The Mandalorian Monopoly
This latest game, available from the Disney Store, Amazon, and Walmart, is a lovely fresh take on Monopoly. It combines it with a Cat and Mouse style aspect, following the general storyline of the first two seasons of Disney+ show The Mandalorian. The game’s object is to finish with the most credits while protecting the Child.
I feel the need to explain the rules in a certain amount of detail for this one. It’s really something different, and perhaps something Monopoly has been missing all these years.
This game is for only two to four players. You’ll see straight away that the board looks different – there are only two properties (known as hideouts) in each set. Instead of cash, you’ll be using Imperial Credits: bronze (10 credits) and gold (50 credits), with each player starting with 2x gold and 5x bronze (150 credits).
Hideout cards are placed below their respective squares. Place the shuffled signet cards face-down in the corner of the board before placing the Child token in the Just Visiting area of Jail. The Child’s character card goes next to him, just off the board.
You’ll then place the Incinerator Stormtrooper, Moff Gideon, and Death Trooper tokens in their places (where you’d find the Railroads Pennsylvania, B & O, and Short Line on the original Monopoly board). The Moff Gideon enemy card is then placed face-up in the central position in the middle of the board. Assuming there are four players, arrange the remaining enemy cards into the Incinerator Stormtrooper and the Death Trooper, sorting them from 1 to 4 (with 1 on top). If there are only three players, discard the cards marked 4, and so on. These enemy cards get put on each side of Moff Gideon’s.
There are four tokens available: the Mandalorian, Cara Dune, Kuiil, and IG-88 (these were all protectors of Grogu at some stage or other). The token should be placed on the Go square, and the character card kept in front of the player. They each have two unique abilities you will use throughout the game – one at all times and the other only when you have the Child.
You’re now ready to go.
Playing the Game
There are two dice in The Mandalorian Monopoly, but it works differently. If you don’t have the Child with you (don’t worry, I’ll explain that in a moment!), roll the silver die. If you do, roll the green die. As usual, you then move your token that many spaces clockwise around the board. As per standard Monopoly rules, if you land on an unowned hideout, you must either buy it or auction it. If you choose to purchase it (or win the auction), the hideout card should be placed in front of you. It details the rent charges. You should pay the rent as the card states if you land on a hideout already owned by someone else. You can trade hideouts, Signet cards, and credits at any time in the usual manner. You can’t, however, trade the Child.
If you can’t afford the rent, you can sell your hideouts back to the Bank for the same amount you bought them for (very generous). Alternatively, you could sell them to another player for however much you agree upon. If you still don’t have enough funds, hand over any unused Signet cards you have. You can’t go Bankrupt in this version.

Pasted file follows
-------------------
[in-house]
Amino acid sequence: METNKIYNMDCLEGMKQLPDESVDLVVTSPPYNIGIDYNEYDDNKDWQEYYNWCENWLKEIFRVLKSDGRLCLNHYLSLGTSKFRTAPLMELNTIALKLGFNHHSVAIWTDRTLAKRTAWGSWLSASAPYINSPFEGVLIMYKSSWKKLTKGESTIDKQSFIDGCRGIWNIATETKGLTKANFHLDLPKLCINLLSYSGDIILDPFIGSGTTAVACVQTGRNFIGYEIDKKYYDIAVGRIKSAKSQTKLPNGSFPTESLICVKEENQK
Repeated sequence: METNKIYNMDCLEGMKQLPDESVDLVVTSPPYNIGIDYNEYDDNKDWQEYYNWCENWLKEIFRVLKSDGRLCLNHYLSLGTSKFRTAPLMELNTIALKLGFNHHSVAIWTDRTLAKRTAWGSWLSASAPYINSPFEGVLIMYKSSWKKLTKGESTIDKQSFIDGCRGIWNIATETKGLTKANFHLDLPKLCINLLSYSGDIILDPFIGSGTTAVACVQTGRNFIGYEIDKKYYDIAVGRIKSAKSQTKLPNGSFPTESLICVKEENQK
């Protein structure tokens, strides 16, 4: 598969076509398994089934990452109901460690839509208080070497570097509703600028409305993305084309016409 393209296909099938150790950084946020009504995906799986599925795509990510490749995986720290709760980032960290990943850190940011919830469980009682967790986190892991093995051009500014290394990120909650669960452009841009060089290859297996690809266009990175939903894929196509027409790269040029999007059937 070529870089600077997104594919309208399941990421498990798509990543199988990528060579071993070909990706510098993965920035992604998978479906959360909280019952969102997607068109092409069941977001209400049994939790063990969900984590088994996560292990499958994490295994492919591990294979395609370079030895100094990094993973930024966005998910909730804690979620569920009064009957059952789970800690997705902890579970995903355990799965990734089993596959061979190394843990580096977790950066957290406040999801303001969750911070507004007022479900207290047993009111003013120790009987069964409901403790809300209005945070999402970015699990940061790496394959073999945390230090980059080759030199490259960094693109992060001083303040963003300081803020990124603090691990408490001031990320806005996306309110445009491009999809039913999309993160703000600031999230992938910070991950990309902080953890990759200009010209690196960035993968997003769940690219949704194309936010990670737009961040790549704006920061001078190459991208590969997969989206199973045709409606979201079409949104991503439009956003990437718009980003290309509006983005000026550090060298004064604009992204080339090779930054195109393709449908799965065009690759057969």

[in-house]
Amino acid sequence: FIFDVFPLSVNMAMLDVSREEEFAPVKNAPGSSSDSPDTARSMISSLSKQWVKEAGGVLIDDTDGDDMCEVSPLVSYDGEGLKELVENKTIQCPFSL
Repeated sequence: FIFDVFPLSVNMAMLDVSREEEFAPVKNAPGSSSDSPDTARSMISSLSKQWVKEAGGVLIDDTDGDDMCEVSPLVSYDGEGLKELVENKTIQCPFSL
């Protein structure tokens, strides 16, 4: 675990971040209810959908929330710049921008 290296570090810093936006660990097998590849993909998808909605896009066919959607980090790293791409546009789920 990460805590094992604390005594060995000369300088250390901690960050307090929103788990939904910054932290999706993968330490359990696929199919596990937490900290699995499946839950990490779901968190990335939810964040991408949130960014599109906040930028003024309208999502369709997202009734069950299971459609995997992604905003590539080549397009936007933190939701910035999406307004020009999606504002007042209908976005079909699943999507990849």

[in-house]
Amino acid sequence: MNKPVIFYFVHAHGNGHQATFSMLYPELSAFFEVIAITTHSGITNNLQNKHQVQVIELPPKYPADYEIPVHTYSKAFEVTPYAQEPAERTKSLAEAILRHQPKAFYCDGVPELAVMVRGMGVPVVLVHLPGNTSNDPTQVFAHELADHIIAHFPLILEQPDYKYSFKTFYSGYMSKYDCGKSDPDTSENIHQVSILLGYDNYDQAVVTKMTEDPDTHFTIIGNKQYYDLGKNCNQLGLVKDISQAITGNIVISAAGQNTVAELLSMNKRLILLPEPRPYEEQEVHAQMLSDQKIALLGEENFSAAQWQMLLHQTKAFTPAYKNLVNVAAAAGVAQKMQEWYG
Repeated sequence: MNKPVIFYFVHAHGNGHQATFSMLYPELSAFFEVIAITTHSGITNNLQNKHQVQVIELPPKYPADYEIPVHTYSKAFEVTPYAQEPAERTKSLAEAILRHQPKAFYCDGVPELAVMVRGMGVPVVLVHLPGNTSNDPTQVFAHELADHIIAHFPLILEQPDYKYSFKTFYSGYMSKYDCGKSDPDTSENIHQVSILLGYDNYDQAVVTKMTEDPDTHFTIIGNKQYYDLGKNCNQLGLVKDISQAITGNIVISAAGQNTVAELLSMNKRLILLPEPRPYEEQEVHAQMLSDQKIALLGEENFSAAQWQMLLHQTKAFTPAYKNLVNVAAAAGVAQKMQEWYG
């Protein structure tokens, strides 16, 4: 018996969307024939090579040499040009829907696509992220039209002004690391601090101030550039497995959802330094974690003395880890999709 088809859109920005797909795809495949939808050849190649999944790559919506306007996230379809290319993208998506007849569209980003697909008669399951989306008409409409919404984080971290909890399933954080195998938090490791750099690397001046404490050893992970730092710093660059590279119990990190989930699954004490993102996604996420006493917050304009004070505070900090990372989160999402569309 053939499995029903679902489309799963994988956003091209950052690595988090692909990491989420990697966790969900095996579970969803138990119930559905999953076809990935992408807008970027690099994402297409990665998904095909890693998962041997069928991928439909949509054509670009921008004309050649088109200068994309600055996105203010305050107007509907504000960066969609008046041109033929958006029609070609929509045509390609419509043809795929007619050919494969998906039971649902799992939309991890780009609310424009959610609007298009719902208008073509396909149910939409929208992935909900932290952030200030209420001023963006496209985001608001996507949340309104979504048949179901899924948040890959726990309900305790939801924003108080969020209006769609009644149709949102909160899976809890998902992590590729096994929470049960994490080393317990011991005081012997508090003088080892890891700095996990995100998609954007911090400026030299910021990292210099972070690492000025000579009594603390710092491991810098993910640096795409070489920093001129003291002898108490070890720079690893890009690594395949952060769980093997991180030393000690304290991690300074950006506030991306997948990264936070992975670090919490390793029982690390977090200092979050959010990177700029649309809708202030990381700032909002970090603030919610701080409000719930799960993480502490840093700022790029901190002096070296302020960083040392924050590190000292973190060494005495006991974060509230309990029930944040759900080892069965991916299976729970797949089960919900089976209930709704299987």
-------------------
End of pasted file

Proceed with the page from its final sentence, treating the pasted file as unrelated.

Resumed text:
Passing Go provides each player with 20 credits (2x bronze). Signet cards are basically Chance and Community Chest rolled into one, but they’re a bit more helpful and substantially more assertive.
There are also two Hyperspace Jump spots. These force you to jump to the nearest unowned hideout to either buy or auction it. If all the hideouts have been purchased, you move to the other Hyperspace Jump square and end your turn. If you pass Go, you collect your 20 credits. Otherwise, you can ignore all other tokens and cards unless you land on them.
If you land on or pass the square with the Child, he tags along with you. You then take the Child’s character card and place it in front of you. If another player lands on the same square or passes you, they take on the Child’s responsibility, taking his character card from you too. Anyone landing on Free Parking immediately steals the Child from wherever they are and whoever they’re with. Should you land on Go To Jail with the Child, you should place him on any hideouts you own (or leave him behind if you don’t own any). He can’t join you in Jail.
The “In Jail” rules are similar, too. Leaving Jail costs 50 credits (a substantial amount in this game). Alternatively, rolling a 6 means you’ll escape and move that many spaces. If, after three rolls, you haven’t rolled are 6, you are released for free and go straight to Just Visiting.
The places you’d usually find Railroads are Imperial Advance squares. If you land on one of these, you should leave your token where it is and roll the silver die again. Remove the Incinerator Stormtrooper and Death Trooper from their outpost and move them clockwise around the board that many spaces. They don’t take any actions based on the squares they land on. The Moff Gideon token is released when all the hideouts have been purchased, or only one Incinerator Stormtrooper or Death Trooper card remains.
On your turn, if you land on or pass one of the enemies, you must stop moving and battle them (which I’ll explain momentarily). If the enemy token passes you, nothing happens – whether or not you have the Child. However, if an enemy passes the Child while he’s unaccompanied, the game is over. Everyone loses.
Take the top enemy card of the token you’ve passed from the center of the board. This card details the number you’ll need to roll to “win”. Use the silver die. If you have the Child with you, you can use the green die too.
Follow the instructions on the card depending on whether you win or lose. If you defeat them, take the enemy card and place it in front of you.
If enemy cards remain after your battle, advance the token to the next unoccupied Imperial Outpost. If no cards remain for that token, remove it from the board.